Any UK bid to host the 2030 World Cup must include plans for a ticket price cap to avoid fans being priced out, Labour has urged.

While the formal bidding process to host the games begins next year, Boris Johnson reportedly met with the Uefa president last week in No 10 to advocate the case for a joint British and Irish bid.

The prime minister said earlier this year that the government was “very keen to bring football home” in 2030, stressing it would be “an absolutely wonderful thing for the country”.

As excitement builds ahead of the Euro 2020 final between England and Italy on Sunday evening at Wembley Stadium, prices have soared well above their initial worth via resale sites for thousands of pounds.

Tickets for the game — the first major international final for England’s men’s football team since 1966 — would cost almost €600 (£512) at original prices, Labour said.

Pointing to ticket prices for the historic 1966 clash between England and West Germany, the party said the average weekly wage would have been enough to buy 40 tickets for the World Cup final.

Insisting affordability must be “built into” the 2030 bid, Labour added the government’s review of football governance, announced earlier this year, should include examining a price gap to stop fans being priced out.

“England’s success in this tournament has made us all proud and shown again how much joy football can bring,” the shadow culture secretary Jo Stevens said. “Sadly ticket prices have been outrageous, pricing out genuine fans.”

She added: “As we bid for 2030, we must make it affordable to watch the World Cup on home soil for the first time since 1966. Let’s bring football home.”

Her remarks came as an internal government email sent by the Department for Culture, Media and Sport (DCMS) told officials to encourage ministers not to use the phrase ‘it’s coming home’, due to concerns it does not “go down well overseas”.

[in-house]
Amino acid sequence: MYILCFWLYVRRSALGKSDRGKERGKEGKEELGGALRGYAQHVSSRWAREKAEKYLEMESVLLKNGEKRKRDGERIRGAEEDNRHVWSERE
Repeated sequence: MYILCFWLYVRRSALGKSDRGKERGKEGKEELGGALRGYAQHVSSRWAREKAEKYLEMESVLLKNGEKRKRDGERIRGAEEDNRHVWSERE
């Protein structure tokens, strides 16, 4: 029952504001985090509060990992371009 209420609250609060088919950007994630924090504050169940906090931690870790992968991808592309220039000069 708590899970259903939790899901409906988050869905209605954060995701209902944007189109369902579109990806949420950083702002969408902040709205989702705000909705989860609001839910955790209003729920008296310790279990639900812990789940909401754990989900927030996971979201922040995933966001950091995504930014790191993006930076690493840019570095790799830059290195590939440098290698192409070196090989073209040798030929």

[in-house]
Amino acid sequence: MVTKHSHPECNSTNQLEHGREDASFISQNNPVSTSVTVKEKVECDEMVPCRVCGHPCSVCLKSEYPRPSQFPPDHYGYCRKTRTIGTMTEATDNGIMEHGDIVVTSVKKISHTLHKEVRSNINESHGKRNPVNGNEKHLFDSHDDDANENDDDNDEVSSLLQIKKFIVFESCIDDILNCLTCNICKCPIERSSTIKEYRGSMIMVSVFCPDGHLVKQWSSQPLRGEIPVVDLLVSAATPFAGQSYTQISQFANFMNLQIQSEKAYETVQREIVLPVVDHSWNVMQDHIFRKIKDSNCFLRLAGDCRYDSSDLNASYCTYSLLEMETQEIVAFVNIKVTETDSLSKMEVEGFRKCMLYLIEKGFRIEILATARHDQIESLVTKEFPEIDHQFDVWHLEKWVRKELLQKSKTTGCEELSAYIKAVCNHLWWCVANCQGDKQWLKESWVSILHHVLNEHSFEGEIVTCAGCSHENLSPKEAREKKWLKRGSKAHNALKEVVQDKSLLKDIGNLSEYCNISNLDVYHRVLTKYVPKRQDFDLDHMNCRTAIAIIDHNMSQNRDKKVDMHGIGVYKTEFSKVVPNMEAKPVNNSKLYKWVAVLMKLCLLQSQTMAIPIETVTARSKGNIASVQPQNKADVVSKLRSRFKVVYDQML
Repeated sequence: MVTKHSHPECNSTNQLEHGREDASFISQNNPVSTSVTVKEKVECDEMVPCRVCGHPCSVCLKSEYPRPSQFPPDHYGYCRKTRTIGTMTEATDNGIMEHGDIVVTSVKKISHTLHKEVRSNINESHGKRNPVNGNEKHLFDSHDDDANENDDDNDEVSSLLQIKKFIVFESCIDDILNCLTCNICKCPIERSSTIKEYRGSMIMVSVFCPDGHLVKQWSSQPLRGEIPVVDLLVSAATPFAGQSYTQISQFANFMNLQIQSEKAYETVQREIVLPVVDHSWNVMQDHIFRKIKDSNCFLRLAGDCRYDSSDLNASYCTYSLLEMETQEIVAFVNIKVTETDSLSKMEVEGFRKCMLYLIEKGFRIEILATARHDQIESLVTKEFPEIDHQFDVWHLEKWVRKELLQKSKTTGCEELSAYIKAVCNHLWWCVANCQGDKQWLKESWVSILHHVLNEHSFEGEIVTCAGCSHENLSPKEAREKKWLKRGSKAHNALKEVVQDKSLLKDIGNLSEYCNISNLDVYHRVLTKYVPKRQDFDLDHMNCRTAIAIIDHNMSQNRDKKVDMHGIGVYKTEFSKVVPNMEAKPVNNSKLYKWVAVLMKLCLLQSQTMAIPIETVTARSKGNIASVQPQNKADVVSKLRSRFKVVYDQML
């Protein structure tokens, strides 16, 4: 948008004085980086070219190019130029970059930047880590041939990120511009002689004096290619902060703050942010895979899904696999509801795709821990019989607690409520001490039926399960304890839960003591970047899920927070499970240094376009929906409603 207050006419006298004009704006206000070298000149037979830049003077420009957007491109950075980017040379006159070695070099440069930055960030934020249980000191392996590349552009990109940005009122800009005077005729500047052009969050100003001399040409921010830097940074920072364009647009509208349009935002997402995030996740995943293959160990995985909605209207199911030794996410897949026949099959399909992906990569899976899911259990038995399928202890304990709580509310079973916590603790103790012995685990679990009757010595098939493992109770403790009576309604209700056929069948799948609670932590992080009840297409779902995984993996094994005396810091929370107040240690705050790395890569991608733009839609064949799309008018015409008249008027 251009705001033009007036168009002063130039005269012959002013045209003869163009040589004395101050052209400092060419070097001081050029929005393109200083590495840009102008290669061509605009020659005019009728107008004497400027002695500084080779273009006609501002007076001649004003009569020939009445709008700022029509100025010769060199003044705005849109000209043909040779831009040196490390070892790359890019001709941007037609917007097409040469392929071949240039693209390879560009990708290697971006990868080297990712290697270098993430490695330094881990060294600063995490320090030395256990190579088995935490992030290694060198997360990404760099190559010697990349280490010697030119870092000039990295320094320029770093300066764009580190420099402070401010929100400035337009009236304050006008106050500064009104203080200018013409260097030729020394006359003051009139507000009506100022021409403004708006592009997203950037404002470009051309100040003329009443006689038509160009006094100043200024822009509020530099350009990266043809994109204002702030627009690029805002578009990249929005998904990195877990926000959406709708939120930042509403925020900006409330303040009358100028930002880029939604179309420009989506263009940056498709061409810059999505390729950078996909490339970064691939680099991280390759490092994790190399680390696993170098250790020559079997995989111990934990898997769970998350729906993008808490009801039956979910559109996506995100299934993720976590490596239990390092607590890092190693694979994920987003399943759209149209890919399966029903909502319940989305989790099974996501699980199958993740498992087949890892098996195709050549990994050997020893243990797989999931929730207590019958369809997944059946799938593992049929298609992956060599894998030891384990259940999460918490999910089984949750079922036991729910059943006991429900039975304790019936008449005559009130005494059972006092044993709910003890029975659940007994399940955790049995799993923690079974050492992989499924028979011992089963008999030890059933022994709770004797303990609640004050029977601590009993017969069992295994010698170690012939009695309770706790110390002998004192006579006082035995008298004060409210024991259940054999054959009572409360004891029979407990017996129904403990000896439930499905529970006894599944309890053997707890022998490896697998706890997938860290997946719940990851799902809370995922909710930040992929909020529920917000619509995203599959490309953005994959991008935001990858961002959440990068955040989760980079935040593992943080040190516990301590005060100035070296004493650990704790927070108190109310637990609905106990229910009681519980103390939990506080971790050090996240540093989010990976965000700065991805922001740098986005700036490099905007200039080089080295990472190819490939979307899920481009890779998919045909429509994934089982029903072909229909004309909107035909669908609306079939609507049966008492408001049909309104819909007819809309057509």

Highlighting the government’s bid to host the 2030 World Cup jointly with Ireland, it added: “Strategically we need to do all we can to make ourselves welcoming to football authorities”.

The consumer group, Which?, told Press Associationthat fans should avoid unofficial ticket sellers, saying England’s win had “understandably kick-started a huge scramble for the chance to be at Wembley”, with some tickets selling for as much as £17,000.

Consumer rights expert Adam French said: “Even though some of these websites claim to offer tickets from ‘100 per cent’ trusted sellers, this is often not the case.

“You need to be aware that Uefa’s terms and conditions state it can void tickets sold on unofficial sites – something you might not find out until you’re denied entry at the turnstile and left thousands of pounds out of pocket.

“If you’re not lucky enough to get your hands on a ticket through the official website you might be better off saving your cash and making plans to watch Gareth Southgate and the lads take on Italy with family and friends at home or in the pub.”

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